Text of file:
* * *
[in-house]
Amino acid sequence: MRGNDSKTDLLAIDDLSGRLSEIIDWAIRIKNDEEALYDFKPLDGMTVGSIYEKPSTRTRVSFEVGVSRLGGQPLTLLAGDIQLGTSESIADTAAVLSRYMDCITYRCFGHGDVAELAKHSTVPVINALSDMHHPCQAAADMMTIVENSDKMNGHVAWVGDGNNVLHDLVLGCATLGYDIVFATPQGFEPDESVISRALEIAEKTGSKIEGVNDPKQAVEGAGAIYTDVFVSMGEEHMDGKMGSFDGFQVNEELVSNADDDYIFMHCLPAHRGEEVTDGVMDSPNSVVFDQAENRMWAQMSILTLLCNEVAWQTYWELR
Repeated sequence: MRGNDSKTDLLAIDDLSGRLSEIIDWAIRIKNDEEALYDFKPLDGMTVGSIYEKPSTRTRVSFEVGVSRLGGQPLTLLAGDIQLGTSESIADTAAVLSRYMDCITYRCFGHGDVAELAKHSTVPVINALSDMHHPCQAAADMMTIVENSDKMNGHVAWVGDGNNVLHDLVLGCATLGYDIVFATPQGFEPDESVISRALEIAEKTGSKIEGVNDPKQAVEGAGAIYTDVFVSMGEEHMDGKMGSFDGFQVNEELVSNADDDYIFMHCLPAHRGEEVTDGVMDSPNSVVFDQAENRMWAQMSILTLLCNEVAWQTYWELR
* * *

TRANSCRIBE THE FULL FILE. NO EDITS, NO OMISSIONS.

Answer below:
[in-house]
Amino acid sequence: MRGNDSKTDLLAIDDLSGRLSEIIDWAIRIKNDEEALYDFKPLDGMTVGSIYEKPSTRTRVSFEVGVSRLGGQPLTLLAGDIQLGTSESIADTAAVLSRYMDCITYRCFGHGDVAELAKHSTVPVINALSDMHHPCQAAADMMTIVENSDKMNGHVAWVGDGNNVLHDLVLGCATLGYDIVFATPQGFEPDESVISRALEIAEKTGSKIEGVNDPKQAVEGAGAIYTDVFVSMGEEHMDGKMGSFDGFQVNEELVSNADDDYIFMHCLPAHRGEEVTDGVMDSPNSVVFDQAENRMWAQMSILTLLCNEVAWQTYWELR
Repeated sequence: MRGNDSKTDLLAIDDLSGRLSEIIDWAIRIKNDEEALYDFKPLDGMTVGSIYEKPSTRTRVSFEVGVSRLGGQPLTLLAGDIQLGTSESIADTAAVLSRYMDCITYRCFGHGDVAELAKHSTVPVINALSDMHHPCQAAADMMTIVENSDKMNGHVAWVGDGNNVLHDLVLGCATLGYDIVFATPQGFEPDESVISRALEIAEKTGSKIEGVNDPKQAVEGAGAIYTDVFVSMGEEHMDGKMGSFDGFQVNEELVSNADDDYIFMHCLPAHRGEEVTDGVMDSPNSVVFDQAENRMWAQMSILTLLCNEVAWQTYWELR